(The Best American Mystery Stories 2012)
His voice was soft, and it rose to a lilting crescendo that might have been funny, under different circumstances.
Basically we don’t need genres, we just like them. And I get why we group things by genre. It’s nice to spot the highway signs telling us what kind of journey we’re on. You know all this. And you know the downsides, like when some sweet piece of chick lit gets the shaft, or when a “literary” author wanders in speculative fiction and gets marginalized. And then there are times when you can hide behind a genre.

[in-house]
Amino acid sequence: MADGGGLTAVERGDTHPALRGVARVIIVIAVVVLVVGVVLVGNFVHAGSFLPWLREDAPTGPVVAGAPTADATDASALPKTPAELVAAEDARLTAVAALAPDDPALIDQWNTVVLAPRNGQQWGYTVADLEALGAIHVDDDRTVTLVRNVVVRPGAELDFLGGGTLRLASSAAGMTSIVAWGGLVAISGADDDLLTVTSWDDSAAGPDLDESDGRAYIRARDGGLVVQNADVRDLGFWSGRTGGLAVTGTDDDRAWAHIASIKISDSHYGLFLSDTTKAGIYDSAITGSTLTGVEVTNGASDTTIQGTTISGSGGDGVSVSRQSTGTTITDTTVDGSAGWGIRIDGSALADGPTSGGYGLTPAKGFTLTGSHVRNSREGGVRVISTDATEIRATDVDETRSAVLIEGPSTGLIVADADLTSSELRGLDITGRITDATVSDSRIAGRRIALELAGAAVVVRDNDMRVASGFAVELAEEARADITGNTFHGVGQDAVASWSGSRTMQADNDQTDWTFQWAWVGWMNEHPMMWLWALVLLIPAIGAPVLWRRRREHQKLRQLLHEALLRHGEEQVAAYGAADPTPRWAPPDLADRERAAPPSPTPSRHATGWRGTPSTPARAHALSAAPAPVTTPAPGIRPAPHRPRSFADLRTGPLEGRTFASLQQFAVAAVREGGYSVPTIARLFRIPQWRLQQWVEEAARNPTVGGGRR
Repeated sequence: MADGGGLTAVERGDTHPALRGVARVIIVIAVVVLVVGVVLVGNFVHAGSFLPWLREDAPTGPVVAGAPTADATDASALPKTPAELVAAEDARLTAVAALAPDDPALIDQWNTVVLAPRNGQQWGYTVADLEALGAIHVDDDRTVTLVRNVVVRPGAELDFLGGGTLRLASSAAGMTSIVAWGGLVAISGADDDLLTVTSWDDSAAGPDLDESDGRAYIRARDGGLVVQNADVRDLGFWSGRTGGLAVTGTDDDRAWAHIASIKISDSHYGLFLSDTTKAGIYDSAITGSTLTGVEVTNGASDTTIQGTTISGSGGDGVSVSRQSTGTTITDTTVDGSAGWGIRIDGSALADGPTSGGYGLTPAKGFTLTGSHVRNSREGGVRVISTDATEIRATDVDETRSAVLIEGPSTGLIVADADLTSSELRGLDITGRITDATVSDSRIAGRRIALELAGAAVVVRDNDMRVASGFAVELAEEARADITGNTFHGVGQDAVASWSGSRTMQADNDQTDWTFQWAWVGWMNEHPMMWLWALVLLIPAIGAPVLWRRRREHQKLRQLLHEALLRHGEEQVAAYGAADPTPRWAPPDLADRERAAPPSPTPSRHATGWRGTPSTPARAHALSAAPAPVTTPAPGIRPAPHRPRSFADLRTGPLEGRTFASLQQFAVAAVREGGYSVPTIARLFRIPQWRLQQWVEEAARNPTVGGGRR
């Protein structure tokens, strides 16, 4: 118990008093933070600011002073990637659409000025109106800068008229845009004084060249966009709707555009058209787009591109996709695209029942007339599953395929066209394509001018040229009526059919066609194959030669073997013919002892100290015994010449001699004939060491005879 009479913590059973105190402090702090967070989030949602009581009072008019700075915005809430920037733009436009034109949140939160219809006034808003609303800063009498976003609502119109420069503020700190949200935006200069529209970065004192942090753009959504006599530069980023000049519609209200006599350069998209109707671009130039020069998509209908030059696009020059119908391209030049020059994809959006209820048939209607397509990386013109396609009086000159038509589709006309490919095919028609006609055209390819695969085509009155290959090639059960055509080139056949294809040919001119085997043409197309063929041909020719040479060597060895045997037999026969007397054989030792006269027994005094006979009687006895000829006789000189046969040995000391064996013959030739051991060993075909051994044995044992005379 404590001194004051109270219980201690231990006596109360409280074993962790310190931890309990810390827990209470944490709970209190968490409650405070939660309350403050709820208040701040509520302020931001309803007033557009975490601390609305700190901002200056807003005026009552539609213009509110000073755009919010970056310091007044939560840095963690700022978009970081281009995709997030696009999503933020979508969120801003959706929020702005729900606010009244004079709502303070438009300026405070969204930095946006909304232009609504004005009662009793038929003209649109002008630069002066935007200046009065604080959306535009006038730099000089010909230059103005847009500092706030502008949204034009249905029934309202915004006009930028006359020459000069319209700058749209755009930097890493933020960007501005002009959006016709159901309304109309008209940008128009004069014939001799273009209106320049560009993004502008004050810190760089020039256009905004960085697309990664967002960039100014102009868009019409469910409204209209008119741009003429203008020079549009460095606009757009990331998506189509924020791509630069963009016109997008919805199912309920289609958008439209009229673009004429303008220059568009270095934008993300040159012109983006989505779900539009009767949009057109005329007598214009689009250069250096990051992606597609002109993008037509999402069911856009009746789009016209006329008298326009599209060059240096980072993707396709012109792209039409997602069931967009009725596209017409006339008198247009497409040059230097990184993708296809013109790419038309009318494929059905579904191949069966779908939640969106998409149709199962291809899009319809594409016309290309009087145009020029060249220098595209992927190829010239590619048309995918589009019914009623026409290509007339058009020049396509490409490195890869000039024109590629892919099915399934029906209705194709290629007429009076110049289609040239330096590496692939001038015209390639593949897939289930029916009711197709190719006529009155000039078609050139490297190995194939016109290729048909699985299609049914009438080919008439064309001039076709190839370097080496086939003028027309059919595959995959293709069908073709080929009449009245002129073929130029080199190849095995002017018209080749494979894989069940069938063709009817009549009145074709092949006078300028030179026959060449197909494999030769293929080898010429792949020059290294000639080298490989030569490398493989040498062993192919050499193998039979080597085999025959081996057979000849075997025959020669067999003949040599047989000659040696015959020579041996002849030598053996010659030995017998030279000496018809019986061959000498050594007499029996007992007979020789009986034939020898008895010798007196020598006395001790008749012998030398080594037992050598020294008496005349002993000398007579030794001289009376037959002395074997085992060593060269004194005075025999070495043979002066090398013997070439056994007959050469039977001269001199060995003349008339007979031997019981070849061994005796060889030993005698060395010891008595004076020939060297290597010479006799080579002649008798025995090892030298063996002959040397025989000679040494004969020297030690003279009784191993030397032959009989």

I have basically no experience with the “mystery” genre, but I’m surprised to see this story qualifies. (And, given all the under-edited and repetitive sentences, I am doubly surprised this qualifies as an example of the genre’s “best,” but I’m a visitor here.) No, I didn’t think “The Hit” should end with an inspector sitting everybody down in the drawing room to make everybody gasp at his findings. But I was expecting there to be things hidden and then revealed in a clever manner, things an astute reader may discern for his or her self. But no. This was a crime story, interestingly told though wanting for twists, and personality. It just wasn’t my cup of mud.